Salesforce's CEO bashes SAP: 'They should try writing some software'

Hot off another stellar quarter that beat on revenue and profits, Marc Benioff repeated his new goal to be “the fastest software company ever to $US10 billion in revenue.”

But he also added that his “dream” was to “beat” SAP. And he thinks doing that will be a cakewalk, he told Wall Street analysts on the quarterly conference call.

When Salesforce hits that goal $US10 billion goal, the company will be the fourth largest software company in thew world, he said:

When that happens, we are really targeting one company to beat and that’s SAP. Fortunately for us, their kind of lacklustre growth execution and lack of innovation in their core product, we just saw in their product this quarter, they are an easy target.

… the $US10 billion revenue run rate that’s step 1. Step 2 is go past SAP. I think we can absolutely do that. I’m personally committed to making that happen. That’s my dream.

And the trash talk didn’t stop there. Later Benioff said, “The only innovation SAP has is in rhetoric. They should try writing some software.”

SAP co-ceo bill mcdermott on cloud servicesBusiness InsiderBill McDermott

He may have been referring to SAP CEO Bill McDermott’s recent statements that that SAP isn’t interested in buying Salesforce, nor does McDermott think any of his competitors would be willing to cough up the huge price Salesforce would command.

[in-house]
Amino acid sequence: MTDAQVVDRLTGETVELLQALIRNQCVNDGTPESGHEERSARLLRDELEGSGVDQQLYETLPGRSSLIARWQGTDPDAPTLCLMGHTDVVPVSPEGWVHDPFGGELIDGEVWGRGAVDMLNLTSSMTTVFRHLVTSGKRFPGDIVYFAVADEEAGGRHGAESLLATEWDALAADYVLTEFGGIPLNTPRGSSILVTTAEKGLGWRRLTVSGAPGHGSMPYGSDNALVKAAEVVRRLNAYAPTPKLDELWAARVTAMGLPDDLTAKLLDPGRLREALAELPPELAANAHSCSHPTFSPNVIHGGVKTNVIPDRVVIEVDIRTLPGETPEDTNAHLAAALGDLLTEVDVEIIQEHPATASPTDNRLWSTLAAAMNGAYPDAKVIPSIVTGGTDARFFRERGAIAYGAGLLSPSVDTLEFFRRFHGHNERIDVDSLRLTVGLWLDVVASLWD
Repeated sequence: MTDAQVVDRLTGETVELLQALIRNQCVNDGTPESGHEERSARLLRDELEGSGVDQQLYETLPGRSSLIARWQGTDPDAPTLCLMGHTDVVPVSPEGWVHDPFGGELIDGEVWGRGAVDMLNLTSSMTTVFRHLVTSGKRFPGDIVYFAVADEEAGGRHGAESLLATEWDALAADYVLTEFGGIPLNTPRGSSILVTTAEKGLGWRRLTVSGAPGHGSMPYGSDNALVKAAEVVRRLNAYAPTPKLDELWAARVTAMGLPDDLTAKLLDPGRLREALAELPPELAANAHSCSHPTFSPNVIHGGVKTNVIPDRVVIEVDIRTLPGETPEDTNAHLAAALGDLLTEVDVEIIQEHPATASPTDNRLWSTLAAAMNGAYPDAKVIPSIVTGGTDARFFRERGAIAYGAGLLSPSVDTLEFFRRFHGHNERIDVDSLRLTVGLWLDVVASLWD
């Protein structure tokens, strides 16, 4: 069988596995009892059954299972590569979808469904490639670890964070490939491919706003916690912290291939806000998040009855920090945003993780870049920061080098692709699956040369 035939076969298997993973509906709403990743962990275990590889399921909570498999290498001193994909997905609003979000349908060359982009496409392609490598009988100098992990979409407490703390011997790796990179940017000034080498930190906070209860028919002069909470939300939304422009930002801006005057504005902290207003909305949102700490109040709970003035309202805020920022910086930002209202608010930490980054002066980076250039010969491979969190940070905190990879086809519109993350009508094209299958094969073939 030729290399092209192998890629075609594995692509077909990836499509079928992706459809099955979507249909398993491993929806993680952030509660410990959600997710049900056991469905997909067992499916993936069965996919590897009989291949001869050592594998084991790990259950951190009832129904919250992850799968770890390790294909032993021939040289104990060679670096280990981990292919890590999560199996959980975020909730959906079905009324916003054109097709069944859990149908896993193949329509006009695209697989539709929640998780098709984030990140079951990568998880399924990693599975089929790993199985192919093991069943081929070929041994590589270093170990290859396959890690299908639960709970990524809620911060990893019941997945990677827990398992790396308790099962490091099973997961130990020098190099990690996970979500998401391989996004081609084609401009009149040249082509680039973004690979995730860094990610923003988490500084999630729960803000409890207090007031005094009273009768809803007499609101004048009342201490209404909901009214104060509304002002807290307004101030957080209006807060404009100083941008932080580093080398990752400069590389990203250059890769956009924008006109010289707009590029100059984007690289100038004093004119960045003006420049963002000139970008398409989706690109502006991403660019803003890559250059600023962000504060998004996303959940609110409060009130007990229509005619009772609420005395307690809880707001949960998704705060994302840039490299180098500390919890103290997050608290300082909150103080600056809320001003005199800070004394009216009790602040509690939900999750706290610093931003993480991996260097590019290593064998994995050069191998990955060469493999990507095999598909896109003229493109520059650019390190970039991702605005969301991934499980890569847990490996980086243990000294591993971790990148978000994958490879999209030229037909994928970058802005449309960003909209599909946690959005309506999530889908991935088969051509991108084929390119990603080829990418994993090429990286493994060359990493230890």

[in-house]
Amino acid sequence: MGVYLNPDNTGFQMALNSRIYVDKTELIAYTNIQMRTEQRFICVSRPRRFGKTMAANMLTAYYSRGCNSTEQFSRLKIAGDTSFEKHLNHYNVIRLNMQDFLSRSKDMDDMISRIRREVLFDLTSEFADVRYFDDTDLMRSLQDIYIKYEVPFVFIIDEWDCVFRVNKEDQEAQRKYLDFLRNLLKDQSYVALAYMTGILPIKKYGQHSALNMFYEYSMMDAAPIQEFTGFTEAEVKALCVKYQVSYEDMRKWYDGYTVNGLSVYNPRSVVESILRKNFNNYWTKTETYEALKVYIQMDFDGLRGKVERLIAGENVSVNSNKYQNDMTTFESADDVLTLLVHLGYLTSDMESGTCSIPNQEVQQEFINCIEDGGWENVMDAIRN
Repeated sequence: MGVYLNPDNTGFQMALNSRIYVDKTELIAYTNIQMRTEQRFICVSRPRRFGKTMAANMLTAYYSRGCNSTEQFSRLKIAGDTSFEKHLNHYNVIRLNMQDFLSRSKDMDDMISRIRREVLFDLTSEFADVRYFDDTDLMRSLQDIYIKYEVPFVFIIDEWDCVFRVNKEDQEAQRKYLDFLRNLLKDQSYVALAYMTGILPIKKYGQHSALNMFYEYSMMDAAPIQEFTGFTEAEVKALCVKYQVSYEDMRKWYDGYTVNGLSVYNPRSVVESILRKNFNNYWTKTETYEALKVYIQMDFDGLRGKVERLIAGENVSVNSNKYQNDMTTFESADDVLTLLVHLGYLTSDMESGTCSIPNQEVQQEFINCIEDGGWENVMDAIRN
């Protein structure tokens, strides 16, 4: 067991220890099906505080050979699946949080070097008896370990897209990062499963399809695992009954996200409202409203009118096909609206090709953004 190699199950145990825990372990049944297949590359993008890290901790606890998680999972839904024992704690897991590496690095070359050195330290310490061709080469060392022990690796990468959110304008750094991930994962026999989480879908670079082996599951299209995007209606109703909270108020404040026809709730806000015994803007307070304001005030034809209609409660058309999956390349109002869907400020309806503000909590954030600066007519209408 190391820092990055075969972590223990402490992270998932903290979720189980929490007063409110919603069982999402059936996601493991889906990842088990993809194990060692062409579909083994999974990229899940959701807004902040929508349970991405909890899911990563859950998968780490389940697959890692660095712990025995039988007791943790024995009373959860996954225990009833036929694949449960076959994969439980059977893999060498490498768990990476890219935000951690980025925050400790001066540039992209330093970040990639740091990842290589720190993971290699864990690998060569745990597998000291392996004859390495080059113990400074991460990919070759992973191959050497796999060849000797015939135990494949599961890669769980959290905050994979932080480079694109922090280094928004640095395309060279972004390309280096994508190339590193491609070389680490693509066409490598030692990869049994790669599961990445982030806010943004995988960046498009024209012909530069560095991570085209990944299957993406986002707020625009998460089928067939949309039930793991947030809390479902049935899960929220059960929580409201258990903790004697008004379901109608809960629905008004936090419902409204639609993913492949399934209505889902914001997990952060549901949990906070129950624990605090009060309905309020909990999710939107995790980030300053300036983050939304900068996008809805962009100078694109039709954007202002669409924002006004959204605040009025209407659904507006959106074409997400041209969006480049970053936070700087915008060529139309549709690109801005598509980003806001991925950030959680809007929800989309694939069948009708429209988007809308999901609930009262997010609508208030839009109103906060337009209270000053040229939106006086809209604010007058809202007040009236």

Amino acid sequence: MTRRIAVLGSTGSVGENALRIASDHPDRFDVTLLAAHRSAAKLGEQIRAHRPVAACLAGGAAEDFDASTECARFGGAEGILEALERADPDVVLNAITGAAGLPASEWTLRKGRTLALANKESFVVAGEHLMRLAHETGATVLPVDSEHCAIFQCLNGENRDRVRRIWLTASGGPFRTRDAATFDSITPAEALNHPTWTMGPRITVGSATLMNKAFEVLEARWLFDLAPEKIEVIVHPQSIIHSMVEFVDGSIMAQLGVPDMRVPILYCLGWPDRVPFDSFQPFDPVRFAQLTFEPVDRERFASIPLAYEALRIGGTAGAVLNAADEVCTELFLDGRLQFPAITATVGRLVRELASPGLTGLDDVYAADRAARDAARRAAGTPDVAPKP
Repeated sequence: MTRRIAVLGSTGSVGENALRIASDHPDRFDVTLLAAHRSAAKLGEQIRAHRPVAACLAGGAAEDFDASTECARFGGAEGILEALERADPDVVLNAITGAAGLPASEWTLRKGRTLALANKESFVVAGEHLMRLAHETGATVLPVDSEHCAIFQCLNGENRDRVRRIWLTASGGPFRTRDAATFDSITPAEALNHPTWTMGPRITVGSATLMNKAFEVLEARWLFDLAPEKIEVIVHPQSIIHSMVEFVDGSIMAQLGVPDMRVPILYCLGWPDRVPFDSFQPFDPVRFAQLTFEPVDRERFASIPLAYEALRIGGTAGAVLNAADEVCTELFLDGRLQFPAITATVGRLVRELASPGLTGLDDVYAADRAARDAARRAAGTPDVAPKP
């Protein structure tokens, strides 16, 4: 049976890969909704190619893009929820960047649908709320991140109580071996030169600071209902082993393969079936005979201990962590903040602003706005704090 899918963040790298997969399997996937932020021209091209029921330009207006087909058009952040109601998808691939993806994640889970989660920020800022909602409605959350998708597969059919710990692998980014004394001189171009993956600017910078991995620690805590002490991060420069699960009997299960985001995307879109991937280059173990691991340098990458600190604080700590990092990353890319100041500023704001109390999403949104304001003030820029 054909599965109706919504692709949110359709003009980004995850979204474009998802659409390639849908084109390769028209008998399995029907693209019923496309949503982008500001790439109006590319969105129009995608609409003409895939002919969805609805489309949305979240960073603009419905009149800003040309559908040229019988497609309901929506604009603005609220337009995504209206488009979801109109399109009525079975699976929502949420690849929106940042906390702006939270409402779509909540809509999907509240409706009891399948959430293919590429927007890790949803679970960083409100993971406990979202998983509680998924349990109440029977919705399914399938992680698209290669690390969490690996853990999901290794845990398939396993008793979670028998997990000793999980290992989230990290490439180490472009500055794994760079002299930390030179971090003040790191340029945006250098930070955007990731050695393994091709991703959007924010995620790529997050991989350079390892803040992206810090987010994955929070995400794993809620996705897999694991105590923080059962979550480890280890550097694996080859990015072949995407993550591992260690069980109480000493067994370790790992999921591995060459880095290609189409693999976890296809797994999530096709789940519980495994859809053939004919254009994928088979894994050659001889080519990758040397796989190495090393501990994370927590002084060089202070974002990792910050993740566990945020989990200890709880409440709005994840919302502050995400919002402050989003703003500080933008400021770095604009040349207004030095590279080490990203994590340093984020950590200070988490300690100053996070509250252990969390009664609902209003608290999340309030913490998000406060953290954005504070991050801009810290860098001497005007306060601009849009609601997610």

Its stock has been trading at near-time highs with a market cap of about $US46 billion.

As to when this $US10 billion dream will happen, Benioff won’t commit. The $US10 billion in “run rate” revenue is about double the revenue that Salesforce had when it wrapped up its fiscal 2015 last quarter.

But Benioff says Salesforce already has $US9 billion under contract, $US3 billion of it as deferred revenue and another $US6 off the books, as un-billed deferred revenue.

As for chasing SAP, the biggest maker of application software in the world, Benioff isn’t alone in that dream.

His old employer, Oracle, has been trying to beat SAP in the application market since 1999, Safra Catz recently said. Oracle is No. 2 and closing in, she’s convinced.

But she also says, “Silver medal is the first loser.”

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